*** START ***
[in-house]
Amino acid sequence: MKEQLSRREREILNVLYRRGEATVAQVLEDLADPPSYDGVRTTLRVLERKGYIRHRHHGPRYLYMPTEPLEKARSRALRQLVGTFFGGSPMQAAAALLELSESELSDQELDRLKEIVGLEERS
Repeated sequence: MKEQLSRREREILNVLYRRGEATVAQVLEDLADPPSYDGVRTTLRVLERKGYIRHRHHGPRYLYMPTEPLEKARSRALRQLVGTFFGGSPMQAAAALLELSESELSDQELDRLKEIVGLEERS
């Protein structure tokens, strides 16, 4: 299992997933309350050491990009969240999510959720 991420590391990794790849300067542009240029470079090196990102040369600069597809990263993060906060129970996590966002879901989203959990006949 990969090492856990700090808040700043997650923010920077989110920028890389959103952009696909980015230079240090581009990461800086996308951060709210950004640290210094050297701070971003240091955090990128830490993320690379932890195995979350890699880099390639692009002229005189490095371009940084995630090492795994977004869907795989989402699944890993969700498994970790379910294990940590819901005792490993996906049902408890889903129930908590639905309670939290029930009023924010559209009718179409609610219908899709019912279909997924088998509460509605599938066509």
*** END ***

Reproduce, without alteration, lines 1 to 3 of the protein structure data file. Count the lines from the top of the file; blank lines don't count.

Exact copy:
[in-house]
Amino acid sequence: MKEQLSRREREILNVLYRRGEATVAQVLEDLADPPSYDGVRTTLRVLERKGYIRHRHHGPRYLYMPTEPLEKARSRALRQLVGTFFGGSPMQAAAALLELSESELSDQELDRLKEIVGLEERS
Repeated sequence: MKEQLSRREREILNVLYRRGEATVAQVLEDLADPPSYDGVRTTLRVLERKGYIRHRHHGPRYLYMPTEPLEKARSRALRQLVGTFFGGSPMQAAAALLELSESELSDQELDRLKEIVGLEERS